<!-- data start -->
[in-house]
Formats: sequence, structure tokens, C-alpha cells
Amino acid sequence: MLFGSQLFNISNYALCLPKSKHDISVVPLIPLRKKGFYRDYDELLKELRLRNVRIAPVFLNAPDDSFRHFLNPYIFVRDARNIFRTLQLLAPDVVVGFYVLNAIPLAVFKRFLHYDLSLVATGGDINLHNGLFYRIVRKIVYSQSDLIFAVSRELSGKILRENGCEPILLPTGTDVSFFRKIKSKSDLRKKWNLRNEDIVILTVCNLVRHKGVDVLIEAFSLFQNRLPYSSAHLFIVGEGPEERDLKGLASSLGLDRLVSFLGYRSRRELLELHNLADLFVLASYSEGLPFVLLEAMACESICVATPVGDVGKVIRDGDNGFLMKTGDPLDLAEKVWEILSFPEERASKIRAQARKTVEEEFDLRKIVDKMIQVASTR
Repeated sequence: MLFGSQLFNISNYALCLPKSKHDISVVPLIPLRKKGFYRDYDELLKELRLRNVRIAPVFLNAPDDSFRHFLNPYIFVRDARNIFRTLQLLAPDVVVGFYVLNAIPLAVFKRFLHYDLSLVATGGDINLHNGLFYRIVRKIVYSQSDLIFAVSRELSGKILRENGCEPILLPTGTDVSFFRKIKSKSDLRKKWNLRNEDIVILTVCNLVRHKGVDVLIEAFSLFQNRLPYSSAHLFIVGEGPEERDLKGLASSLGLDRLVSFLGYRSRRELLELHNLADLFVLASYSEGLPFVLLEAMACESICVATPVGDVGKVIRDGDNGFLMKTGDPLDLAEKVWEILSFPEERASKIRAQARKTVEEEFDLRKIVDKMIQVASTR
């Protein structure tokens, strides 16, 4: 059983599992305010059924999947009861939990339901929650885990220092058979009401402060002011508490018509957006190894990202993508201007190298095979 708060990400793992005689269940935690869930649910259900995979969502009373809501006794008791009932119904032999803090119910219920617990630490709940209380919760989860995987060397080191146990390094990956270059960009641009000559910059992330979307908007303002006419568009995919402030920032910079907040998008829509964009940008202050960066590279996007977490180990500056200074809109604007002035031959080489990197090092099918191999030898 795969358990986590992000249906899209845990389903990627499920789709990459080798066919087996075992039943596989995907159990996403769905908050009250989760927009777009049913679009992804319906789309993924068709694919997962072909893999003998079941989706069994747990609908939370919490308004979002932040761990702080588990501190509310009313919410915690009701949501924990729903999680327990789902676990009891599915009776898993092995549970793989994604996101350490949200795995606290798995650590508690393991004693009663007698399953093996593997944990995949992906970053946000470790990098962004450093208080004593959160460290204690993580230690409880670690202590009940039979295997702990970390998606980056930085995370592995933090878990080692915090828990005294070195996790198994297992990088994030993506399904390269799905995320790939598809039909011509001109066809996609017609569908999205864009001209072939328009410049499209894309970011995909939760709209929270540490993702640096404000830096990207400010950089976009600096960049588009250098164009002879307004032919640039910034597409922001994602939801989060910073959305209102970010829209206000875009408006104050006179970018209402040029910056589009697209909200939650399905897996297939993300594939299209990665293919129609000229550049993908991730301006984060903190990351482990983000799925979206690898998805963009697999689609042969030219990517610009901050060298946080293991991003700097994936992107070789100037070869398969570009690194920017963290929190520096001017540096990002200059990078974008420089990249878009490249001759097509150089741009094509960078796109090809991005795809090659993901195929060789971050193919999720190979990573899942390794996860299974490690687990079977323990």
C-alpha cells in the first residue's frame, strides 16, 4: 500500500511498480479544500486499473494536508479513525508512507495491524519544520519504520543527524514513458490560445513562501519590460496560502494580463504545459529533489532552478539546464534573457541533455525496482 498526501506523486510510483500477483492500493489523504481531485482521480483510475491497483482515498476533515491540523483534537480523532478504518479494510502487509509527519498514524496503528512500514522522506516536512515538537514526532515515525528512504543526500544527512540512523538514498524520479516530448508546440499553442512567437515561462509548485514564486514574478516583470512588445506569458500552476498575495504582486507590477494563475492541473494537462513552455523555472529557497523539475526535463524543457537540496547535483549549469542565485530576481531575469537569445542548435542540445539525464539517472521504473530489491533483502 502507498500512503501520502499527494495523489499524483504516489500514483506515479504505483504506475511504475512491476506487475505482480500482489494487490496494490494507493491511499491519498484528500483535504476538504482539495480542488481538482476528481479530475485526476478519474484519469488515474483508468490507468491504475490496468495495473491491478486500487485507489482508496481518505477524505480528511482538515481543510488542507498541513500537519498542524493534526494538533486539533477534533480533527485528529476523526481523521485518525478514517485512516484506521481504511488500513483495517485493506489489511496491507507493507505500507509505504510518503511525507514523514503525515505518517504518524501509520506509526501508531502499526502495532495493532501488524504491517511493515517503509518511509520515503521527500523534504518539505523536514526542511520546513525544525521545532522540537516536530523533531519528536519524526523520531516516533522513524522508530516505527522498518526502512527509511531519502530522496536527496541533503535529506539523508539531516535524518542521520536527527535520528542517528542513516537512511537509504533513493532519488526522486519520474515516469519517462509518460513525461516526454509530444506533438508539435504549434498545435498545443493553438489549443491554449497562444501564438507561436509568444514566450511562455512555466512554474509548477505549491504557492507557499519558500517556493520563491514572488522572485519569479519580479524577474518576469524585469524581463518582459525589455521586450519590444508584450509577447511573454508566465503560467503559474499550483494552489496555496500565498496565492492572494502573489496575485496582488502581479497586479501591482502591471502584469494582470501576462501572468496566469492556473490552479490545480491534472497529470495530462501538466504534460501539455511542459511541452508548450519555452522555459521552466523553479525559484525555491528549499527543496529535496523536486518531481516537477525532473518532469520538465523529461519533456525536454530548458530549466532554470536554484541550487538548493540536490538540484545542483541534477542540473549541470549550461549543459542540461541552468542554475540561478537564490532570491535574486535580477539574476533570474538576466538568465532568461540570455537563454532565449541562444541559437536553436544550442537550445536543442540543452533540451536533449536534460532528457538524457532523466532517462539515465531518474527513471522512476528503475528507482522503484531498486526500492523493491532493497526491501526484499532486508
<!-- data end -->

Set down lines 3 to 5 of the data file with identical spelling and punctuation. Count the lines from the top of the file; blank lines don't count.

Amino acid sequence: MLFGSQLFNISNYALCLPKSKHDISVVPLIPLRKKGFYRDYDELLKELRLRNVRIAPVFLNAPDDSFRHFLNPYIFVRDARNIFRTLQLLAPDVVVGFYVLNAIPLAVFKRFLHYDLSLVATGGDINLHNGLFYRIVRKIVYSQSDLIFAVSRELSGKILRENGCEPILLPTGTDVSFFRKIKSKSDLRKKWNLRNEDIVILTVCNLVRHKGVDVLIEAFSLFQNRLPYSSAHLFIVGEGPEERDLKGLASSLGLDRLVSFLGYRSRRELLELHNLADLFVLASYSEGLPFVLLEAMACESICVATPVGDVGKVIRDGDNGFLMKTGDPLDLAEKVWEILSFPEERASKIRAQARKTVEEEFDLRKIVDKMIQVASTR
Repeated sequence: MLFGSQLFNISNYALCLPKSKHDISVVPLIPLRKKGFYRDYDELLKELRLRNVRIAPVFLNAPDDSFRHFLNPYIFVRDARNIFRTLQLLAPDVVVGFYVLNAIPLAVFKRFLHYDLSLVATGGDINLHNGLFYRIVRKIVYSQSDLIFAVSRELSGKILRENGCEPILLPTGTDVSFFRKIKSKSDLRKKWNLRNEDIVILTVCNLVRHKGVDVLIEAFSLFQNRLPYSSAHLFIVGEGPEERDLKGLASSLGLDRLVSFLGYRSRRELLELHNLADLFVLASYSEGLPFVLLEAMACESICVATPVGDVGKVIRDGDNGFLMKTGDPLDLAEKVWEILSFPEERASKIRAQARKTVEEEFDLRKIVDKMIQVASTR
């Protein structure tokens, strides 16, 4: 059983599992305010059924999947009861939990339901929650885990220092058979009401402060002011508490018509957006190894990202993508201007190298095979 708060990400793992005689269940935690869930649910259900995979969502009373809501006794008791009932119904032999803090119910219920617990630490709940209380919760989860995987060397080191146990390094990956270059960009641009000559910059992330979307908007303002006419568009995919402030920032910079907040998008829509964009940008202050960066590279996007977490180990500056200074809109604007002035031959080489990197090092099918191999030898 795969358990986590992000249906899209845990389903990627499920789709990459080798066919087996075992039943596989995907159990996403769905908050009250989760927009777009049913679009992804319906789309993924068709694919997962072909893999003998079941989706069994747990609908939370919490308004979002932040761990702080588990501190509310009313919410915690009701949501924990729903999680327990789902676990009891599915009776898993092995549970793989994604996101350490949200795995606290798995650590508690393991004693009663007698399953093996593997944990995949992906970053946000470790990098962004450093208080004593959160460290204690993580230690409880670690202590009940039979295997702990970390998606980056930085995370592995933090878990080692915090828990005294070195996790198994297992990088994030993506399904390269799905995320790939598809039909011509001109066809996609017609569908999205864009001209072939328009410049499209894309970011995909939760709209929270540490993702640096404000830096990207400010950089976009600096960049588009250098164009002879307004032919640039910034597409922001994602939801989060910073959305209102970010829209206000875009408006104050006179970018209402040029910056589009697209909200939650399905897996297939993300594939299209990665293919129609000229550049993908991730301006984060903190990351482990983000799925979206690898998805963009697999689609042969030219990517610009901050060298946080293991991003700097994936992107070789100037070869398969570009690194920017963290929190520096001017540096990002200059990078974008420089990249878009490249001759097509150089741009094509960078796109090809991005795809090659993901195929060789971050193919999720190979990573899942390794996860299974490690687990079977323990």